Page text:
Locavores have a friend in the General Assembly – Democratic Del. Kaye Kory, who has introduced a bill that would require Virginia’s schools to buy and serve Virginia-grown products “to the maximum extent possible.” For those who are particularly keen on the local food fad, this mandate makes excellent sense. But it’s terrible economics. And for taxpayers, it’s a raw deal.

 A new paper from Oklahoma State University agricultural economists Jayson Lusk and Bailey Norwood shows that to accept the many, and multiplying, claims of locavores, one first has to willfully ignore some economic fundamentals:

A major flaw in the case for buying local is that it is at odds with the principle of comparative advantage. This principle, which economists have understood for almost 200 years, is one of the main reasons that the vast majority of economists believe in free trade. Free trade, whether across city, state, or national boundaries, causes people to produce the goods or services for which they have a comparative advantage and, thus, makes virtually everyone wealthier.

Lusk and Norwood address a number of claims that buying local is best, and conclude that if we follow the local logic to its conclusion, we’d all be better off if we made our own shoes and iPods. Or at least bought them from the cobbler and part-time tinkerer down the street.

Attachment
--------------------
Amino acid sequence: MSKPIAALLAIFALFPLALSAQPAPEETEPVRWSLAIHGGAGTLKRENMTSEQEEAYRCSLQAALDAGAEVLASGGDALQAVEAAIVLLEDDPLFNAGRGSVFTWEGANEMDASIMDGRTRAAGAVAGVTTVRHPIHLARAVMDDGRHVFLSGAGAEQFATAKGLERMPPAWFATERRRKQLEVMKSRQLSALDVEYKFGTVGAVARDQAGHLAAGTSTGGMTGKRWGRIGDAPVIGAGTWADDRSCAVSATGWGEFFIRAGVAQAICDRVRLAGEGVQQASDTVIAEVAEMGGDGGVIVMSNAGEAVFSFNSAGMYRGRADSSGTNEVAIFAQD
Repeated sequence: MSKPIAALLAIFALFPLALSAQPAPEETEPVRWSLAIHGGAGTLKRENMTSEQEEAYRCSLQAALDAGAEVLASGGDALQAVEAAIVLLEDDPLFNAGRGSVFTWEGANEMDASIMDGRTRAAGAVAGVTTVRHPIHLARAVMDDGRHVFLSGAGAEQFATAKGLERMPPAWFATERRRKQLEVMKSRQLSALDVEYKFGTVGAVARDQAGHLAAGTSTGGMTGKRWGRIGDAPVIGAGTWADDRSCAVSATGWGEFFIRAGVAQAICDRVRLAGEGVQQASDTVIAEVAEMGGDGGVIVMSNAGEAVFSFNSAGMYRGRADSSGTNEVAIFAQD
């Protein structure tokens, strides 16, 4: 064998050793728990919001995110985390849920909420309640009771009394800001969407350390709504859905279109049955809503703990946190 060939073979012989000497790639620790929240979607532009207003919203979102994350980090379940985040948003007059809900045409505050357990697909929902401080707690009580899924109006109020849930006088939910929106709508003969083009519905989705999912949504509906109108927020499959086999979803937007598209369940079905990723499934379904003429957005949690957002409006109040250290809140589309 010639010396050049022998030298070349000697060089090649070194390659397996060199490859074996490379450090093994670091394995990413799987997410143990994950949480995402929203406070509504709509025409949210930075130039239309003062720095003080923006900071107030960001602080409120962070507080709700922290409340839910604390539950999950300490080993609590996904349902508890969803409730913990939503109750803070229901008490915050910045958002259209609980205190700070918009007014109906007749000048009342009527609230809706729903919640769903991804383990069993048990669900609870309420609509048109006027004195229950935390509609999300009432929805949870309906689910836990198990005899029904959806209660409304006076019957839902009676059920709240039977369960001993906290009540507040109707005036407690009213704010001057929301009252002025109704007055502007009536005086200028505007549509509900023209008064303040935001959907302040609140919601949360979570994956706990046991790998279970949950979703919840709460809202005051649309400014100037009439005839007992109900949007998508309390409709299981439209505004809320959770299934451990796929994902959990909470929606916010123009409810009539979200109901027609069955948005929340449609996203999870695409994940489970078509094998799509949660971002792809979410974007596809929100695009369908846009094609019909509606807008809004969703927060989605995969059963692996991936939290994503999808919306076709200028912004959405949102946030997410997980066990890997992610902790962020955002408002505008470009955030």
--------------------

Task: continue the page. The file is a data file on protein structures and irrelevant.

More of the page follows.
But what about the children?  The argument, according to Lusk and Norwood, goes something like this: buying local creates local jobs, provides kids with healthier food and thus, they will perform better in school.

But the authors counter with this: “If children in North Dakota are to eat pineapple, they must look south. And we don't mean South Dakota.”

Let’s apply this to Virginia. What locally-grown produce would be available for schools to purchase and serve kids during January? How about March? If the goal is to create a generation of thin kids, Del. Kory may be on to something, because there won’t be a lot of anything freshly-grown and local for them to eat during the school day.

Unless the hidden agenda is to kick-start a new program to teach kids the benefits of canning and preserving food. There could be some benefit to that (my grandmother’s canned pickles were out of this world delicious).

But there may be an answer to this nonsense contained in another proposed piece of legislation: Del. Bobby Orrock’s bill to implement economics education in the schools. While this bill is pretty thin gruel (how to deal with salesmen? Balance a checkbook? Good grief…), it could be amended to require all students to get a real grounding in economic fundamentals – supply, demand, free trade, comparative advantage and so on.

It would put them light years ahead of the economically illiterate adults in the General Assembly.